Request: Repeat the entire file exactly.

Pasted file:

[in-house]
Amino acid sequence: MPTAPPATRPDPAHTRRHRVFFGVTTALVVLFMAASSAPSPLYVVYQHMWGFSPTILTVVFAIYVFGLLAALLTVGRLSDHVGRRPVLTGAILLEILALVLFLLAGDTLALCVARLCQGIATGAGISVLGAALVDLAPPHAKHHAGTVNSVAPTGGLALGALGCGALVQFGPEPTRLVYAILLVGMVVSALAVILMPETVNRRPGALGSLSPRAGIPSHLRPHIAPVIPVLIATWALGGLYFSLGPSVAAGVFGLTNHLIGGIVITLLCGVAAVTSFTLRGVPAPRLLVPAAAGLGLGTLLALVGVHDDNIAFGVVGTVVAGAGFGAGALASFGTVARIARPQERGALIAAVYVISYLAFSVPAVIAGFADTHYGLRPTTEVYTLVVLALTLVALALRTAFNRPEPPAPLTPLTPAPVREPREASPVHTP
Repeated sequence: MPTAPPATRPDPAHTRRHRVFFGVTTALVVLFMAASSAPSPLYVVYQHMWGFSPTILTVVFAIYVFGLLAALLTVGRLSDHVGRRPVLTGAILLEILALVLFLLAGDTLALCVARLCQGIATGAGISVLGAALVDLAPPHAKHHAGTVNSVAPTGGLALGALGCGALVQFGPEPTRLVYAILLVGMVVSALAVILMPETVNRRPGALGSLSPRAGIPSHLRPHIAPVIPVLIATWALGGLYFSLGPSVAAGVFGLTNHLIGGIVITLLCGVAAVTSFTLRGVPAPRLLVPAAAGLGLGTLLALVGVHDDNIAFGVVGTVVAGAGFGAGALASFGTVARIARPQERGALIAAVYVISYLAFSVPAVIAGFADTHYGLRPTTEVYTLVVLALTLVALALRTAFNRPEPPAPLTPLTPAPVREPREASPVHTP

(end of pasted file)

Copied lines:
[in-house]
Amino acid sequence: MPTAPPATRPDPAHTRRHRVFFGVTTALVVLFMAASSAPSPLYVVYQHMWGFSPTILTVVFAIYVFGLLAALLTVGRLSDHVGRRPVLTGAILLEILALVLFLLAGDTLALCVARLCQGIATGAGISVLGAALVDLAPPHAKHHAGTVNSVAPTGGLALGALGCGALVQFGPEPTRLVYAILLVGMVVSALAVILMPETVNRRPGALGSLSPRAGIPSHLRPHIAPVIPVLIATWALGGLYFSLGPSVAAGVFGLTNHLIGGIVITLLCGVAAVTSFTLRGVPAPRLLVPAAAGLGLGTLLALVGVHDDNIAFGVVGTVVAGAGFGAGALASFGTVARIARPQERGALIAAVYVISYLAFSVPAVIAGFADTHYGLRPTTEVYTLVVLALTLVALALRTAFNRPEPPAPLTPLTPAPVREPREASPVHTP
Repeated sequence: MPTAPPATRPDPAHTRRHRVFFGVTTALVVLFMAASSAPSPLYVVYQHMWGFSPTILTVVFAIYVFGLLAALLTVGRLSDHVGRRPVLTGAILLEILALVLFLLAGDTLALCVARLCQGIATGAGISVLGAALVDLAPPHAKHHAGTVNSVAPTGGLALGALGCGALVQFGPEPTRLVYAILLVGMVVSALAVILMPETVNRRPGALGSLSPRAGIPSHLRPHIAPVIPVLIATWALGGLYFSLGPSVAAGVFGLTNHLIGGIVITLLCGVAAVTSFTLRGVPAPRLLVPAAAGLGLGTLLALVGVHDDNIAFGVVGTVVAGAGFGAGALASFGTVARIARPQERGALIAAVYVISYLAFSVPAVIAGFADTHYGLRPTTEVYTLVVLALTLVALALRTAFNRPEPPAPLTPLTPAPVREPREASPVHTP